Beasley moves for summary judgment of liability on Count I, the copyright infringement claim.[1] Wiley moves for summary judgment on Counts II and III, the

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fraud and DMCA claims. Also pending is Beasley's motion to provisionally file certain documents Wiley designated as confidential; Beasley challenges Wiley's designation.


A. Plaintiff's Motion for Summary Judgment on Count I

" The court shall grant summary judgment if the movant shows that there is no genuine dispute as to any material fact and the movant is entitled to judgment as a matter of law." Fed.R.Civ.P. 56(a). In considering such a motion, the court construes the evidence and all inferences that reasonably can be drawn therefrom in the light most favorable to the nonmoving party. See Pitasi v. Gartner Group, Inc., 184 F.3d 709, 714 (7th Cir. 1999). " The court need consider only the cited materials, but it may consider other materials in the record." Fed.R.Civ.P. 56(c)(3). " Summary judgment should be denied if the dispute is 'genuine': 'if the evidence is such that a reasonable jury could return a verdict for the nonmoving party.'" Talanda v. KFC Nat'l Mgmt. Co., 140 F.3d 1090, 1095 (7th Cir. 1998) (quoting Anderson v. Liberty Lobby, Inc., 477 U.S. 242, 248, 106 S.Ct. 2505, 91 L.Ed.2d 202 (1986)). The court will enter summary judgment against a party who does not " come forward with evidence that would reasonably permit the finder of fact to find in [its] favor on a material question." McGrath v. Gillis, 44 F.3d 567, 569 (7th Cir. 1995).

Count I is a claim for copyright infringement. The Copyright Act grants copyright owners certain exclusive rights in their copyrighted works, including the exclusive rights to reproduce and distribute copies of the work. 17 U.S.C. § 106(1), (3). A plaintiff claiming copyright infringement must establish two elements: " (1) ownership of a valid copyright, and (2) copying of constituent elements of the work that are original." Janky v. Lake County Convention & Visitors Bureau, 576 F.3d 356, 361 (7th Cir. 2009) (quoting Feist Publ'ns, Inc. v. Rural Tel. Serv. Co., 499 U.S. 340, 361, 111 S.Ct. 1282, 113 L.Ed.2d 358 (1991)). " Where the plaintiff has granted the defendant a license, to establish the second element, the plaintiff must demonstrate that the license was limited in scope and that the scope of the license has been exceeded." Bergt v. McDougal Littell, 661 F.Supp.2d 916, 921 (N.D. Ill. 2009); see also ITOFCA, Inc. v. MegaTrans Logistics, Inc., 322 F.3d 928, 940 (7th Cir. 2003) (Ripple, J., concurring) (" A licensee infringes the owner's copyright if its use exceeds the scope of its license." ).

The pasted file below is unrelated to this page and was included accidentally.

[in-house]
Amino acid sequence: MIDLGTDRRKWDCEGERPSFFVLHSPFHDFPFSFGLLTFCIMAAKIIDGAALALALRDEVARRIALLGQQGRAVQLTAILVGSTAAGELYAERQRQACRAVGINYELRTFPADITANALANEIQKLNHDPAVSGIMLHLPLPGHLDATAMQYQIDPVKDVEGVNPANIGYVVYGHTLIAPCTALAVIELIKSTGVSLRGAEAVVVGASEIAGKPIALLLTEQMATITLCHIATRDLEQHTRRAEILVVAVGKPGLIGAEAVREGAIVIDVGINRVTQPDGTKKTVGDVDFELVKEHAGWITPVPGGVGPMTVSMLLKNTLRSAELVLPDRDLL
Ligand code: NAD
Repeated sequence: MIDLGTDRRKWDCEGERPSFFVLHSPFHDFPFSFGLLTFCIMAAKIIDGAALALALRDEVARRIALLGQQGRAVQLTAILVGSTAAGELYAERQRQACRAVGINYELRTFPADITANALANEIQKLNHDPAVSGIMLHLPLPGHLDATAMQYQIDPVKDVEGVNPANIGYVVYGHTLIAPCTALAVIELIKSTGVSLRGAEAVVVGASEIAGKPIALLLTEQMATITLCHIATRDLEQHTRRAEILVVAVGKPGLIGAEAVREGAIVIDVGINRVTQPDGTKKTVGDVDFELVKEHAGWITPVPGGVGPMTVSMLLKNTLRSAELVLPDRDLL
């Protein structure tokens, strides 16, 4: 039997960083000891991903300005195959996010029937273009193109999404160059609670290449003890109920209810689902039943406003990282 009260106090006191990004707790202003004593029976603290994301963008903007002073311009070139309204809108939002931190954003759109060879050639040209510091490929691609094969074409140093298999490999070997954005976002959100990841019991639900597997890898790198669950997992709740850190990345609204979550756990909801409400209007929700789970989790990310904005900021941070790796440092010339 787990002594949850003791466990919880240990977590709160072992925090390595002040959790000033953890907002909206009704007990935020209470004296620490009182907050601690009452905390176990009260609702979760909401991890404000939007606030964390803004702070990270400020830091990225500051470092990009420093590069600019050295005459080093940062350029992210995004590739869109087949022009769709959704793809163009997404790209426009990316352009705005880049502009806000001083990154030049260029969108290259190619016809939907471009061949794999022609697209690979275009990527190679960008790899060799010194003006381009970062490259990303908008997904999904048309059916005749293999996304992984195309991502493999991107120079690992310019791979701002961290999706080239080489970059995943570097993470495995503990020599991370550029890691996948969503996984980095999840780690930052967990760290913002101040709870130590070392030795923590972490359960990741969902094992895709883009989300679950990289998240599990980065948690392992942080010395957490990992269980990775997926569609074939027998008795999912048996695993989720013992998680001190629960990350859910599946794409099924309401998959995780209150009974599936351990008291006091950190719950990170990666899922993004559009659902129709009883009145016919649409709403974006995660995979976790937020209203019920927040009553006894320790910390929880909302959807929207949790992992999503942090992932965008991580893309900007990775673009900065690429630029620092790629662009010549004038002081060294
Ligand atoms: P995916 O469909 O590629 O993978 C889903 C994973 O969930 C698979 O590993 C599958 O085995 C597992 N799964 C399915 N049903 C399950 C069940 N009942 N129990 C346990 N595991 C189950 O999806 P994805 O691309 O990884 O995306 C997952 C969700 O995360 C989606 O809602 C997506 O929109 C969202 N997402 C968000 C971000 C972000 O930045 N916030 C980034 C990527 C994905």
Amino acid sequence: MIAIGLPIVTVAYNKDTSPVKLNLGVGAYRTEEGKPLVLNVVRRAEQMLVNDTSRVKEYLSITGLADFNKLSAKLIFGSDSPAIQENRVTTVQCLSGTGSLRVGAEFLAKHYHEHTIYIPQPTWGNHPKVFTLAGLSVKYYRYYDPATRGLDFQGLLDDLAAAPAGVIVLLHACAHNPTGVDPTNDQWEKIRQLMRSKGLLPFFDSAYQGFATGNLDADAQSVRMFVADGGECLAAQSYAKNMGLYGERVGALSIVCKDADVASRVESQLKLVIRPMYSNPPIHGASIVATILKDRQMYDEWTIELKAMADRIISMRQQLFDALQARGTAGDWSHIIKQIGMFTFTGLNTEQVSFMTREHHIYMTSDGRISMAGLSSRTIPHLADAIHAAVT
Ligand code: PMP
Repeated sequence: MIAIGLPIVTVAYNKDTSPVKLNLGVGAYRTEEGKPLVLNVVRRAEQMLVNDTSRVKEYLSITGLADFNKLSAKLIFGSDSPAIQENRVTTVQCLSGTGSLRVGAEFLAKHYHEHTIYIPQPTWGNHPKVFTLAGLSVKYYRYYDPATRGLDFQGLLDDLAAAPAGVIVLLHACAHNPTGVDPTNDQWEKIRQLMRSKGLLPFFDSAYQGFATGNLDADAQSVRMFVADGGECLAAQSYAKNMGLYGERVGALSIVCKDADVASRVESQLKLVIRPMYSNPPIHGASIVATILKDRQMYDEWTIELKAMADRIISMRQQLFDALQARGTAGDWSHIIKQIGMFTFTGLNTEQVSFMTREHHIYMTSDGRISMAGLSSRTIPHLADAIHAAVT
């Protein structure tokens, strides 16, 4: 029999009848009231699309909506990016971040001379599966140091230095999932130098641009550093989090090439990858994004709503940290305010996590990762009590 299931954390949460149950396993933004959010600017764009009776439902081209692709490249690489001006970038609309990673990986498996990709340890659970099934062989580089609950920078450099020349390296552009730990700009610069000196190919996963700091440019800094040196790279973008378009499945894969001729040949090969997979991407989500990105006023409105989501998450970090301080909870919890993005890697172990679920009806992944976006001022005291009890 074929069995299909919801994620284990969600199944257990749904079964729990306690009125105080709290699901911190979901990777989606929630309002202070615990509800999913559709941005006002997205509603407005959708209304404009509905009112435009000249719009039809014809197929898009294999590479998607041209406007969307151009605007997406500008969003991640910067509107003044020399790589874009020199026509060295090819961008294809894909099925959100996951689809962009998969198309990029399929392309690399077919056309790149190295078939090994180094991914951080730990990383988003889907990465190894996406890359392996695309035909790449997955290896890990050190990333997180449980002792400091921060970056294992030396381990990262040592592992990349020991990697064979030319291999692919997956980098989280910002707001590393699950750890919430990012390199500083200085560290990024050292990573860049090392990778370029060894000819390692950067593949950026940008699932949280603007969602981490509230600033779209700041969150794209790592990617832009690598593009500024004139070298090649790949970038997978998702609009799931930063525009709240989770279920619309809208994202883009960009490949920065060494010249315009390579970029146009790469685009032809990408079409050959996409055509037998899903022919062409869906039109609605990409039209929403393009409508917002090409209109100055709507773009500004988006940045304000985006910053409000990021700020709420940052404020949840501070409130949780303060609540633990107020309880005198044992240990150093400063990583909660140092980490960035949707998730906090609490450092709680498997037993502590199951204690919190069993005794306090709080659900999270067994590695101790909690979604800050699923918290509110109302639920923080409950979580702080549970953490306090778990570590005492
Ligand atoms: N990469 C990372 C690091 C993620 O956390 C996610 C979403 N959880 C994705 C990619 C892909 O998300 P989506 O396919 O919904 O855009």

1. Scope of the Copyright License

The first element that Beasley must establish, ownership of valid copyrights in the photographs at issue, is undisputed. (Def.'s Resp. to Pl.'s Rule 56.1 Statement, ¶ ¶ 6-7.) It is also undisputed that Wiley had a nonexclusive license to use the photos. Wiley submits, however, that the scope of the license is at issue. Beasley contends that the terms of the license agreement are set out solely in the Invoice that Odyssey sent to Wiley and Wiley paid. Wiley argues that the Invoice is " ambiguous" with respect to its right to print a second edition of Chicago Day by Day incorporating Beasley's photos and that " there is simply no single document signed by both Odyssey . . . and Wiley that governs the scope of Wiley's authorized use of the photos." (Def.'s Mem. in Opp'n to Pl.'s Mot. at 8, 5.) According to Wiley, where, as here, the parties operated as though they had reached a license agreement, the terms of that agreement " may be construed from the letters and writings between the parties." (Def.'s Mem. in Opp'n

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to Pl.'s Mot. at 5 (internal quotation marks and brackets omitted).)

" Normal rules of contract construction are generally applied in construing copyright agreements." Kennedy v. Nat'l Juvenile Det. Ass'n, 187 F.3d 690, 694 (7th Cir. 1999). " As a general rule, a contract need not be contained in a single writing; it may be collected from several different writings which do not conflict with each other and which, when connected, show the parties, subject matter, terms, and consideration. Generally, a contract is operative as such from the time when there is a meeting of the minds . . . ." O'Brien v. Kawazoye, 27 Ill.App.3d 810, 327 N.E.2d 236, 240-41 (Ill.App.Ct. 1975) (citation omitted).[2]

The invoice that Odyssey sent to Wiley, and which Wiley subsequently paid with evidently no further discussion about the terms of the license, states in pertinent part as follows:

Invoice # 765174 Invoice Date: December 19 2005

Project Title: Chicago Day by Day 1

License Start Date: Dec 19, 2005

License End Date: Dec 19, 2011

Length of Run: 6 years

Maximum Circulation/Press Run: 46,000

Territory: World

Usage Rights Granted

One time nonexclusive print rights, John Wiley & Sons Inc, Frommer's " Chicago Day by Day" 1st Edition, English language only, up to 46,000 total press run, published May 2006, ...